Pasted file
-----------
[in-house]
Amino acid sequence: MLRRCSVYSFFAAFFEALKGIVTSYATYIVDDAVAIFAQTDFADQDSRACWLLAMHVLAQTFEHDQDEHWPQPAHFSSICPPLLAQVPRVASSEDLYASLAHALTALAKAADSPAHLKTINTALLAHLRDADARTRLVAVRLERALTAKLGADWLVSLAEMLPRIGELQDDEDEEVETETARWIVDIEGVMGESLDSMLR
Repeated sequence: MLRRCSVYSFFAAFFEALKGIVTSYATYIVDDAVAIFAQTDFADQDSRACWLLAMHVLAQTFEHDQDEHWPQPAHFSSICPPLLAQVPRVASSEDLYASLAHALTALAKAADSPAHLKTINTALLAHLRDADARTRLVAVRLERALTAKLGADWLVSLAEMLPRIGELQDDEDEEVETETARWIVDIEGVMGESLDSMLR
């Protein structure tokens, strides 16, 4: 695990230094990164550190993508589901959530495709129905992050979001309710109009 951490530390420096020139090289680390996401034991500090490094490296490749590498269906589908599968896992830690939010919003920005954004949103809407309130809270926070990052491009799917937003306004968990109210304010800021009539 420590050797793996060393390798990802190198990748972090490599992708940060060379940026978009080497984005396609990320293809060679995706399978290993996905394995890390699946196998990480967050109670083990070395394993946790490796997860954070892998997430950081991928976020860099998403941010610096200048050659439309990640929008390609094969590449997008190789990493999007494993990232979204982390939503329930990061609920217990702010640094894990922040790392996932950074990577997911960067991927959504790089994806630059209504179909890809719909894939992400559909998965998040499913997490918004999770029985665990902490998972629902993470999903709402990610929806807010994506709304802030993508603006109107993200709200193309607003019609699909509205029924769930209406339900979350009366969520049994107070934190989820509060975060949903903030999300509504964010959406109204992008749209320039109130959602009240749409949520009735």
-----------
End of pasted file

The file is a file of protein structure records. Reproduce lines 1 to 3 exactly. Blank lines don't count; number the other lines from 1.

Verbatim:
[in-house]
Amino acid sequence: MLRRCSVYSFFAAFFEALKGIVTSYATYIVDDAVAIFAQTDFADQDSRACWLLAMHVLAQTFEHDQDEHWPQPAHFSSICPPLLAQVPRVASSEDLYASLAHALTALAKAADSPAHLKTINTALLAHLRDADARTRLVAVRLERALTAKLGADWLVSLAEMLPRIGELQDDEDEEVETETARWIVDIEGVMGESLDSMLR
Repeated sequence: MLRRCSVYSFFAAFFEALKGIVTSYATYIVDDAVAIFAQTDFADQDSRACWLLAMHVLAQTFEHDQDEHWPQPAHFSSICPPLLAQVPRVASSEDLYASLAHALTALAKAADSPAHLKTINTALLAHLRDADARTRLVAVRLERALTAKLGADWLVSLAEMLPRIGELQDDEDEEVETETARWIVDIEGVMGESLDSMLR